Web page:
THE Ladybird book is celebrating its centenary this year – with a wave of nostalgia returning with these childhood favourites.
Bedtime for many children over the years included being read an extract from The Three Little Pigs, The Magic Porridge Pot or The Elves And The Shoemaker.
Indeed, many adults have gone on to read these same stories to their own children or grandchildren. Without internet distractions, Ladybird books also kept children entertained during the day – with a Book Of Things To Make and the series of How It Works and Adventures From History.
Many Ladybird editions were so popular, they were later printed in their millions. But find a rare copy or first edition and it can be worth hundreds of rands.
Collector Helen Day, 51, who lives in London, owns more than 1 500 Ladybird books. She says: “I was brought up reading these books and their idyllic and optimistic view of the world continues to captivate me.”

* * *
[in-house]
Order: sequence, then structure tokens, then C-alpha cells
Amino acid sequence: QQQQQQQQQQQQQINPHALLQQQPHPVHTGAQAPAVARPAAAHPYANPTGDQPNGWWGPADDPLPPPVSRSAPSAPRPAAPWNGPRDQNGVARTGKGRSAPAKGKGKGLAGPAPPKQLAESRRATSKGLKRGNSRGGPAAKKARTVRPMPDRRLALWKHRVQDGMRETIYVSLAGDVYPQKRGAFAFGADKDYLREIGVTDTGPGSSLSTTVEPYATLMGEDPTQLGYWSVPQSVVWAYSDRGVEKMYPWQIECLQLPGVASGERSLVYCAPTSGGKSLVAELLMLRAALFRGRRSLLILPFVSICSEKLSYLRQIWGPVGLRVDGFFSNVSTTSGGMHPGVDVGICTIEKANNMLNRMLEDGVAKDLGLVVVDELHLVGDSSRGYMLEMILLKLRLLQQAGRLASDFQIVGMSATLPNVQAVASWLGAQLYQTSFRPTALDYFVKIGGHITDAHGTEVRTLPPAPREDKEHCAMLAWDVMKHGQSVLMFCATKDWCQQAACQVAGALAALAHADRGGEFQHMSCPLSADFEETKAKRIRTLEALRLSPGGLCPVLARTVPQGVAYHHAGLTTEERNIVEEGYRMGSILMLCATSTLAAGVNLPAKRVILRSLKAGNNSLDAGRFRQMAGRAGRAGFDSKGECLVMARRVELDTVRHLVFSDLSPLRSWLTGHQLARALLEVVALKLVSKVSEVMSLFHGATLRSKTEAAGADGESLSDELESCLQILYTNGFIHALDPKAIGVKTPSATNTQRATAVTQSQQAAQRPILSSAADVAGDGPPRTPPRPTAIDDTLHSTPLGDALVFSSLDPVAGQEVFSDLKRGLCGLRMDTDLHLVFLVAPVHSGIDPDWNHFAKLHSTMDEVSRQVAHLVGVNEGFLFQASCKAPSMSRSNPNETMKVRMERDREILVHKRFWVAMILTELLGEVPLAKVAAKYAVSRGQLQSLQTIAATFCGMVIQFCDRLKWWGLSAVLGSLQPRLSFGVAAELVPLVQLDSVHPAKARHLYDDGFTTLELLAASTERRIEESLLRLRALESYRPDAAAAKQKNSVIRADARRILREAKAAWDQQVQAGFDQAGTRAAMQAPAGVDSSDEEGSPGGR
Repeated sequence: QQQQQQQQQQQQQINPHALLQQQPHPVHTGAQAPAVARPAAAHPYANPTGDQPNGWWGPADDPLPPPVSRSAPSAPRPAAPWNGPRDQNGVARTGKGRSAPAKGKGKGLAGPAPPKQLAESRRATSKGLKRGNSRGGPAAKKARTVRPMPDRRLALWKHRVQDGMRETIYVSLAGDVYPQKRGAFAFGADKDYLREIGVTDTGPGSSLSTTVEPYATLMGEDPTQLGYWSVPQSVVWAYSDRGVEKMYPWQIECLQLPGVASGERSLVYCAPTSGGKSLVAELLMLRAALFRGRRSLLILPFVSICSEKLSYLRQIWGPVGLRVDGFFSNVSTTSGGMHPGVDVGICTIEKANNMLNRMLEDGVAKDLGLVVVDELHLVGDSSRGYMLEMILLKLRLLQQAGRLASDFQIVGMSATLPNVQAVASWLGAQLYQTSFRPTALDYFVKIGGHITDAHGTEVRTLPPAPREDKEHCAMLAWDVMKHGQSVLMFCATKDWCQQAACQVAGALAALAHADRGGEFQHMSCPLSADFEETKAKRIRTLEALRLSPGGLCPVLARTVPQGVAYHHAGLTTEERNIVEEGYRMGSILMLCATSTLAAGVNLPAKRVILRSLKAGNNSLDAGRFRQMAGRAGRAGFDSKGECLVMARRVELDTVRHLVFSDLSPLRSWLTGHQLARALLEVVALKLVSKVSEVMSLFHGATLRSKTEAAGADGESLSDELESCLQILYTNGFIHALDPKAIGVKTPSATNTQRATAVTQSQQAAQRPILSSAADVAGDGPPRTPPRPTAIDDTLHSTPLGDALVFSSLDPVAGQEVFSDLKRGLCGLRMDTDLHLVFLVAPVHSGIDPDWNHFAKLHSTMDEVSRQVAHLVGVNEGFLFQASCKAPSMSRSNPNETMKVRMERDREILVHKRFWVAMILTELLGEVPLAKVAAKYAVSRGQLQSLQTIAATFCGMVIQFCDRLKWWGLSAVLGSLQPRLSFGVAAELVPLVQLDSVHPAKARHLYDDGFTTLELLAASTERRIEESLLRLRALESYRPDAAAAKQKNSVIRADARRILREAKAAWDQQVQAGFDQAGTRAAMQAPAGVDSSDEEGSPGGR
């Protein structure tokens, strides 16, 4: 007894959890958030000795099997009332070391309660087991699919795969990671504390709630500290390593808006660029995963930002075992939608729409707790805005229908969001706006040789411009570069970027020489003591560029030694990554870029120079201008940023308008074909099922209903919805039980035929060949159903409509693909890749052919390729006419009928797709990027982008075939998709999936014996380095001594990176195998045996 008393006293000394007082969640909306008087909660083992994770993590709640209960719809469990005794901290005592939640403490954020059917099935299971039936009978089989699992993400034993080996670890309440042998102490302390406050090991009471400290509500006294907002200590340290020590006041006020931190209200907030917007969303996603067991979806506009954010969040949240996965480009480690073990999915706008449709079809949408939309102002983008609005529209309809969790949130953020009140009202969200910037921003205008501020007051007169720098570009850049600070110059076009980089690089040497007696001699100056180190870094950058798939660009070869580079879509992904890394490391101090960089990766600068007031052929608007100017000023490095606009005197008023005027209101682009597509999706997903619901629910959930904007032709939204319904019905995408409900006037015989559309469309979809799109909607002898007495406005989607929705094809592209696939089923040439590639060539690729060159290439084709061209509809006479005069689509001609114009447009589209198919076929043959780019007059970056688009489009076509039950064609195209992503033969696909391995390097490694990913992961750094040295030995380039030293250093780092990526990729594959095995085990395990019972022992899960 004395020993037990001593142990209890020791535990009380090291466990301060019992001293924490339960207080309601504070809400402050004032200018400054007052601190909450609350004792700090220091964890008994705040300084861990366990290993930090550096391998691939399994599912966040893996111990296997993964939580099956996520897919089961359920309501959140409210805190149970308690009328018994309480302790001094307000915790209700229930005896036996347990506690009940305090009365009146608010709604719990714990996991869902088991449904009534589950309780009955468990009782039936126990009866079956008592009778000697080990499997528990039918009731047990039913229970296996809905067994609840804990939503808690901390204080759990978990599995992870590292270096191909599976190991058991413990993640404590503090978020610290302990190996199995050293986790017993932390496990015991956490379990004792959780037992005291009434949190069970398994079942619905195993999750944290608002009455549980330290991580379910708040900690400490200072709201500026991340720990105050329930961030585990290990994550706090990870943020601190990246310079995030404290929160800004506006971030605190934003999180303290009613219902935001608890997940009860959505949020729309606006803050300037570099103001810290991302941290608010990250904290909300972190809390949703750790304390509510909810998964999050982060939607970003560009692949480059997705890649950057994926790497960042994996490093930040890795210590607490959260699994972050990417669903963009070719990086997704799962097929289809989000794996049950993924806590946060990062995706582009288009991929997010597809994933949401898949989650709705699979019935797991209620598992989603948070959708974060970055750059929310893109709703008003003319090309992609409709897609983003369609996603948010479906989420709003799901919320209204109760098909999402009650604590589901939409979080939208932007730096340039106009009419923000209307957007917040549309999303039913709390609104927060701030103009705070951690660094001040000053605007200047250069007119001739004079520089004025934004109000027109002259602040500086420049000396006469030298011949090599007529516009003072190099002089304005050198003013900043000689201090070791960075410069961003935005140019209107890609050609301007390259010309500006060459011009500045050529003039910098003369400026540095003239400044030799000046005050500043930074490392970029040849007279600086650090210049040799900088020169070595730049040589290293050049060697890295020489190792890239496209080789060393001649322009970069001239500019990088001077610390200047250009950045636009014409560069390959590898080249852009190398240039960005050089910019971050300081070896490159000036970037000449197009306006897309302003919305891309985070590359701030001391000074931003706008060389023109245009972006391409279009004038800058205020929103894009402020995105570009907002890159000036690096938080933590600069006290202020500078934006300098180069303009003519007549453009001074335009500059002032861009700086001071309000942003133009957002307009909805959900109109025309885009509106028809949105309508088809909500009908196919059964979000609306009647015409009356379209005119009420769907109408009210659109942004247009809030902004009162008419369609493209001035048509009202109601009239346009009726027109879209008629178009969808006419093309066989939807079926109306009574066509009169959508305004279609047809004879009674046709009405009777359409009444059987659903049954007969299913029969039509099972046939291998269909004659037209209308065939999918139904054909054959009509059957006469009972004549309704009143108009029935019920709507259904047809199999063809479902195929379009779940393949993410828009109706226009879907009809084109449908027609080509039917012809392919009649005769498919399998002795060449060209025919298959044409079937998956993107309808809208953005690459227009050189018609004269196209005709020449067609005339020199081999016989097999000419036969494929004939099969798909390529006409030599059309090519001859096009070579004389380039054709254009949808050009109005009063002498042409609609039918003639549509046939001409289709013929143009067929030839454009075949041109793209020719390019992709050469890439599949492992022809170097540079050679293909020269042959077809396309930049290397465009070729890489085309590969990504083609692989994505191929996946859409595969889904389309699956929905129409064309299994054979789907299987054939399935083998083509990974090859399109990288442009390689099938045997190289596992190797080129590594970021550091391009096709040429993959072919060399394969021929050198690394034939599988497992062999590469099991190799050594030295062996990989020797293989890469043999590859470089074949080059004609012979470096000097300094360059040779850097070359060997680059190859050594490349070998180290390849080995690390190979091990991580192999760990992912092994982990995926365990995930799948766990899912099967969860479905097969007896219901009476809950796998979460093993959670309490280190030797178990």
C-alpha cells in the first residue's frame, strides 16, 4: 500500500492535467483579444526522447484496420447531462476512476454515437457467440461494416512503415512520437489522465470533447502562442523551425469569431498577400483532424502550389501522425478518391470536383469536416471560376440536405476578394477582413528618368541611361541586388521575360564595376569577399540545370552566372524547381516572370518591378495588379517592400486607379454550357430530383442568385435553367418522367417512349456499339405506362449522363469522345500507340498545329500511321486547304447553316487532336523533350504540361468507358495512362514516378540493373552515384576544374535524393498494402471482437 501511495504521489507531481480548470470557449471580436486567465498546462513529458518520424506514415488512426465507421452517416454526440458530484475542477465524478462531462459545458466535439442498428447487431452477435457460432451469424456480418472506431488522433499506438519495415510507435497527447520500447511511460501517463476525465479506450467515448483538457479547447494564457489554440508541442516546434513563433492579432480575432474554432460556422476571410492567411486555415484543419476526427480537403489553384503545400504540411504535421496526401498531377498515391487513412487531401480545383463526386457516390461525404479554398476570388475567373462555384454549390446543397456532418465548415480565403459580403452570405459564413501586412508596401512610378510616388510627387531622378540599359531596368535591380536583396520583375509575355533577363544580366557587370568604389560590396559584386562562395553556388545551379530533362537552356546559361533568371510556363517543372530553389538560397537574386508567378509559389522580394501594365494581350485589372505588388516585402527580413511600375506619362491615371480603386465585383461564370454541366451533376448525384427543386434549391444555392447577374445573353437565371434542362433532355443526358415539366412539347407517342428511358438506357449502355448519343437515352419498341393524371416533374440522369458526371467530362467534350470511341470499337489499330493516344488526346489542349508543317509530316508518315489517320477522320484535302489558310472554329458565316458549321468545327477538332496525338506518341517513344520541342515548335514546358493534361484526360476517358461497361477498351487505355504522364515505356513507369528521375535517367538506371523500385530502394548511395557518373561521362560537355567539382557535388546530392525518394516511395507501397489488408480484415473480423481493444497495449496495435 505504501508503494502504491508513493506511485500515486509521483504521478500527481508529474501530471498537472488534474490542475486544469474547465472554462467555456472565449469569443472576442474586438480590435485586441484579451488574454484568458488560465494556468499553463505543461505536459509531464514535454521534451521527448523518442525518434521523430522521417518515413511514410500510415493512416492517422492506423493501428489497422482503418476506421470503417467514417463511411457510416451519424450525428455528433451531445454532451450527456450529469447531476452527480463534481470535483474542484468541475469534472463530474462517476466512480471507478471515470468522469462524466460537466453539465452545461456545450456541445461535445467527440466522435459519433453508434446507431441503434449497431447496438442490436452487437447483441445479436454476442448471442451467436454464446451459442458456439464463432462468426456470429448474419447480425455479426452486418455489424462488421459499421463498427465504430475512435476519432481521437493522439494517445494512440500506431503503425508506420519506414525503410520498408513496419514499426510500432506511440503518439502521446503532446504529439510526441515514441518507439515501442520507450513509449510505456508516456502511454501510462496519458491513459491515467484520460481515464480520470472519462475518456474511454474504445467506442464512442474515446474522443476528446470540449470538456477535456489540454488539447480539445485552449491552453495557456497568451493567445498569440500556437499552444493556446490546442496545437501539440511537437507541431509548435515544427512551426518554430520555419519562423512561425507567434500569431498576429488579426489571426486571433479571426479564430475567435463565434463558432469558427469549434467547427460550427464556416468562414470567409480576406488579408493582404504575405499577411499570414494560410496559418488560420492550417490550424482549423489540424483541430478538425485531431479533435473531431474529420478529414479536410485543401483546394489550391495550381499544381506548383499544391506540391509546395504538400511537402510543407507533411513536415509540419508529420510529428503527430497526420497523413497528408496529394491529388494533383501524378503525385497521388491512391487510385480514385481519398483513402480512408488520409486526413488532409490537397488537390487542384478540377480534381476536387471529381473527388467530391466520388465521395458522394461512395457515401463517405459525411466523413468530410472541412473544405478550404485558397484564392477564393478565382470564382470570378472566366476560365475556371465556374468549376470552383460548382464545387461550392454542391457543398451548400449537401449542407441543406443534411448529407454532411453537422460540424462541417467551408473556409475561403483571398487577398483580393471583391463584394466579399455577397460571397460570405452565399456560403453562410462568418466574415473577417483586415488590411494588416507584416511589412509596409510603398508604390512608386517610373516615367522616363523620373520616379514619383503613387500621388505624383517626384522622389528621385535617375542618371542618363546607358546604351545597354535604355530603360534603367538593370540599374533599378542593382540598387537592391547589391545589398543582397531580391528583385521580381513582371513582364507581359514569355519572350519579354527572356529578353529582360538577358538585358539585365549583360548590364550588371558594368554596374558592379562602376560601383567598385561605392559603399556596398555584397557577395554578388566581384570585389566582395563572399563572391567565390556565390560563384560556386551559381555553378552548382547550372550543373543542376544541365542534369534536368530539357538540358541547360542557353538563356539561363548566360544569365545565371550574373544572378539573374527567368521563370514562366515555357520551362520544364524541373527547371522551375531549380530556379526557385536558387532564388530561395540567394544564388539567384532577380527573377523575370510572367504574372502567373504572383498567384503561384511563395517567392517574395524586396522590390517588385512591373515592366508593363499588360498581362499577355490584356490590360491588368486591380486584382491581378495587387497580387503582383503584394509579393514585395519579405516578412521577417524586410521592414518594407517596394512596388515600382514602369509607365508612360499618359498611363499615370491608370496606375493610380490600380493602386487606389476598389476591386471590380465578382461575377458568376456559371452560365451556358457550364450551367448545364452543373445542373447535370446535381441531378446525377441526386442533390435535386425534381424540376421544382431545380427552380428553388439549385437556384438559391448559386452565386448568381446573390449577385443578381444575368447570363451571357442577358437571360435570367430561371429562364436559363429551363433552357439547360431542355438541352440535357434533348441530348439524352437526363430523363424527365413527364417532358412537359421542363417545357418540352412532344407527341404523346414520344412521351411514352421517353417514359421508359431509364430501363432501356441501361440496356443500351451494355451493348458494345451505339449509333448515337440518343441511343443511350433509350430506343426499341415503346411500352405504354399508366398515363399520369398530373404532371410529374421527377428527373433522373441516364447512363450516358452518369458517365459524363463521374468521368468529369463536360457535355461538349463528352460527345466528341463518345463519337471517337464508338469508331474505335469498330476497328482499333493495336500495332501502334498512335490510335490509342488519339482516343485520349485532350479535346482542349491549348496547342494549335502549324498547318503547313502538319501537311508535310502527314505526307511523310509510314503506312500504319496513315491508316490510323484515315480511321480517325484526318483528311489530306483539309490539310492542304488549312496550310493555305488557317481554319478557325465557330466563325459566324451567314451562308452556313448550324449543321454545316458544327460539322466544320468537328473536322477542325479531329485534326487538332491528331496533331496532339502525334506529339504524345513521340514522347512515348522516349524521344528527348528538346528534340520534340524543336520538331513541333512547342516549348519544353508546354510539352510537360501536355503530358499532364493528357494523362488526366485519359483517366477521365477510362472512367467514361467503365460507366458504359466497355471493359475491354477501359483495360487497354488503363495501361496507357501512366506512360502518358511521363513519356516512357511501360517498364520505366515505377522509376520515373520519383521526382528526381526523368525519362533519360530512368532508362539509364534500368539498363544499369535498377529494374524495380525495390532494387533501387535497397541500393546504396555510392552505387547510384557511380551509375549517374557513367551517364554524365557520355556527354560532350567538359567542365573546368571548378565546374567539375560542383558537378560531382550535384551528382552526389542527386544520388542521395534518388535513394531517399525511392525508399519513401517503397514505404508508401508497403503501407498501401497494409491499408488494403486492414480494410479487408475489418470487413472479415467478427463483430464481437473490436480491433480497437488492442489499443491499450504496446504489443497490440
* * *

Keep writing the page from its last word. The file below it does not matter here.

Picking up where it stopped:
Day, who trains teachers, said: “The artwork is amazing. In the Peter and Jane books, Jane used to help her mum around the house, but she later got rid of the dress and became a bit of a tomboy wearing jeans. People forget Peter also liked skipping and flowers.”
Life for the Ladybird book began in 1915 during World War I.
The first books published under the Ladybird label were Tiny Tots Travels and Hans Christian Andersen’s Fairy Tales – and these can now command more than R1 000.
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